U.S. finally approves non-GMO label for meat. What this means for consumers and ultimately the food system.
Patience and persistence.
Those words will never be listed on an ingredients panel.
But they are the key ingredients behind the new Non-GMO Project Verified labels on meat, poultry and egg products.
Hidden Villa Ranch and Pitman Farms last year teamed with the Non-GMO Project to seek approval for a label that would inform consumers of egg products, poultry and meat that had been sourced from animals fed an exclusive diet verified to meet the project’s audit-based standards.
These companies and others invested considerable resources to develop sources of feed that are tested to be verified as non GMO. The only way to recapture those investments was to be able to market the added value of those products to their customers.
A growing number of shelf-stable food products already carry the Non-GMO Project logo. But, the USDA is required to approve any new label claims for perishable items like meat, poultry and egg products. So, the producers and the Non-GMO Project went to the USDA. And that’s where they hit a brick wall.
When I got involved in the issue late last year, the group had already spent months in discussion with two different agencies within USDA. Those discussions had evolved into a re-enactment of the old comedy routine of “Who’s on first?”
The USDA Agricultural Marketing Service, which handles many voluntary label claims, quickly handed the issue off to the Food Safety and Inspection Service, which has jurisdiction over labeling of egg products, meat and poultry. But FSIS doesn’t have a policy regarding labeling on non-GMO products, so they shuffled the issue to the FDA.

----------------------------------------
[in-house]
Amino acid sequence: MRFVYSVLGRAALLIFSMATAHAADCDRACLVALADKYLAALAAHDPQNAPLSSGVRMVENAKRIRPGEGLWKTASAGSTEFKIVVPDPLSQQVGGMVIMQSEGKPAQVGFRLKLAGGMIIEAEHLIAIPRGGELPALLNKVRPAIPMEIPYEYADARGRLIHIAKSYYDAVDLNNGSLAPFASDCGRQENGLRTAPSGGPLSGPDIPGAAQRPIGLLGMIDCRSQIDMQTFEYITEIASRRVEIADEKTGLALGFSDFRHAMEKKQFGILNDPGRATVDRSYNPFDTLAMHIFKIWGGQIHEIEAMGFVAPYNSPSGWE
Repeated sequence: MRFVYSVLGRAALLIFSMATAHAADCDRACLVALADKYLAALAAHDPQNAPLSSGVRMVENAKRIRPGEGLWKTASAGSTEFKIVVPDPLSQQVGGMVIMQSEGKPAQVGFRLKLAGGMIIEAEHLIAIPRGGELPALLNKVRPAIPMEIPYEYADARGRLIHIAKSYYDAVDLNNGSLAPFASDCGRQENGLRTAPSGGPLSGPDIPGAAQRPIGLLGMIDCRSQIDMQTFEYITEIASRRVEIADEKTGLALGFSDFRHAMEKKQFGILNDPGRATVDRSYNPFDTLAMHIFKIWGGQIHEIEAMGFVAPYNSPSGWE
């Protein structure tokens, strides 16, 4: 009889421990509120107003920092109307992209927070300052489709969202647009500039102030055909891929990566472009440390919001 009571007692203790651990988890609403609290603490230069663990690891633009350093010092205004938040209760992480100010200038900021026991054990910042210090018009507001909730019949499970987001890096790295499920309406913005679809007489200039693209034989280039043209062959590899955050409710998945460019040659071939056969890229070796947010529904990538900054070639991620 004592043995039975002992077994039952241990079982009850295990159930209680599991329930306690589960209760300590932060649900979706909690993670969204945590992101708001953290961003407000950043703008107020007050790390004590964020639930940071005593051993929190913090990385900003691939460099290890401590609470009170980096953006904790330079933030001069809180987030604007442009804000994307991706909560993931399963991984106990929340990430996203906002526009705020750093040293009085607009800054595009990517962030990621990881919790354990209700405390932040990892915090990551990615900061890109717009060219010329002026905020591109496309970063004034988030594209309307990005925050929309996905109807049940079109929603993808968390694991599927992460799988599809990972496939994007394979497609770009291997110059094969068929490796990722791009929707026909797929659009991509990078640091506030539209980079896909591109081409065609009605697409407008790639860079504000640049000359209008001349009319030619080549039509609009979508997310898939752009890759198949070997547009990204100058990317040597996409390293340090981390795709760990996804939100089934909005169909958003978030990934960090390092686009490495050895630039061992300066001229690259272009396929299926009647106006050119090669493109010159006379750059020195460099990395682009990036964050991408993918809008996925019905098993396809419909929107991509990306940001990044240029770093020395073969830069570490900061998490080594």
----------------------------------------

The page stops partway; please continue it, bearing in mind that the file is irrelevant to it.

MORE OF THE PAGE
The FDA doesn’t have a formal policy on GMO labeling either. What they do have, though, is nonbinding 2001 draft guidance entitled “Voluntary Labeling Indicating Whether Foods Have or Have Not Been Developed Using Bioengineering.”
Nonbinding or not, that document bound all of the discussions with the regulators regarding acceptable language for a label.
The key sticking point was simply the term GMO.
The European Union, Australia and other countries’ policies on genetic engineering widely utilize the term GMO. Shoppers in the natural channel recognize the term GMO to define genetically modified organisms. But the folks at FSIS and FDA insisted that “genetically engineered” is the only acceptable term for labeling in the U.S. marketplace.
Since January, we held two separate meetings with FSIS and FDA regulators in Washington, D.C., and exchanged enough emails and phone messages to keep the NSA eavesdroppers busy for weeks. Dr. Elizabeth Hagen, USDA’s Under Secretary for Food Safety, even got involved to help break the logjam.
Happily, the logjam broke.
The first poultry, egg product and beef items are being stocked on Whole Foods’ shelves with the Non GMO Project seal, and the words: “(Fill in the blank) Raised & Fed a Diet in Compliance With the Non GMO Project Standard For Avoidance Of Genetically Engineered Ingredients.”
OK, so it doesn’t exactly roll off the tongue. But it’s good news for shoppers who are trying to avoid GMOs. And it’s good news for farmers who raise non-GMO corn and soybeans.